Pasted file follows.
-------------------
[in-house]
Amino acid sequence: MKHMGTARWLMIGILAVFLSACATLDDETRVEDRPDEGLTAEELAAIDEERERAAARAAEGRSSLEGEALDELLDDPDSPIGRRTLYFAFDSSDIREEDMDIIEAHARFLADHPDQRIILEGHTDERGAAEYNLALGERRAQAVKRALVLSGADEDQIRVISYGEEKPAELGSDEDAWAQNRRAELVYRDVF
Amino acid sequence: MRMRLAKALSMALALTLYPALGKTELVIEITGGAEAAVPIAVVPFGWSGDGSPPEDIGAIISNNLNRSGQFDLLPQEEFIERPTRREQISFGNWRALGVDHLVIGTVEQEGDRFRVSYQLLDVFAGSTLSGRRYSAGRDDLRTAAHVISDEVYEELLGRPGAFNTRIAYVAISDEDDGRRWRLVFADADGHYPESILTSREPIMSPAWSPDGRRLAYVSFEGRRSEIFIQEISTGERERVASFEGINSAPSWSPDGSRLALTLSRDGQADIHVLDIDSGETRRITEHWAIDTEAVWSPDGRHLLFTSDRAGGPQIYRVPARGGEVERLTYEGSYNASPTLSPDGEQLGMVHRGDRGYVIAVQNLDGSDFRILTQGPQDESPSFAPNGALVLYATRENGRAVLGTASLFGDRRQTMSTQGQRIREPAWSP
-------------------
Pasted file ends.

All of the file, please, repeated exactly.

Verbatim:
[in-house]
Amino acid sequence: MKHMGTARWLMIGILAVFLSACATLDDETRVEDRPDEGLTAEELAAIDEERERAAARAAEGRSSLEGEALDELLDDPDSPIGRRTLYFAFDSSDIREEDMDIIEAHARFLADHPDQRIILEGHTDERGAAEYNLALGERRAQAVKRALVLSGADEDQIRVISYGEEKPAELGSDEDAWAQNRRAELVYRDVF
Amino acid sequence: MRMRLAKALSMALALTLYPALGKTELVIEITGGAEAAVPIAVVPFGWSGDGSPPEDIGAIISNNLNRSGQFDLLPQEEFIERPTRREQISFGNWRALGVDHLVIGTVEQEGDRFRVSYQLLDVFAGSTLSGRRYSAGRDDLRTAAHVISDEVYEELLGRPGAFNTRIAYVAISDEDDGRRWRLVFADADGHYPESILTSREPIMSPAWSPDGRRLAYVSFEGRRSEIFIQEISTGERERVASFEGINSAPSWSPDGSRLALTLSRDGQADIHVLDIDSGETRRITEHWAIDTEAVWSPDGRHLLFTSDRAGGPQIYRVPARGGEVERLTYEGSYNASPTLSPDGEQLGMVHRGDRGYVIAVQNLDGSDFRILTQGPQDESPSFAPNGALVLYATRENGRAVLGTASLFGDRRQTMSTQGQRIREPAWSP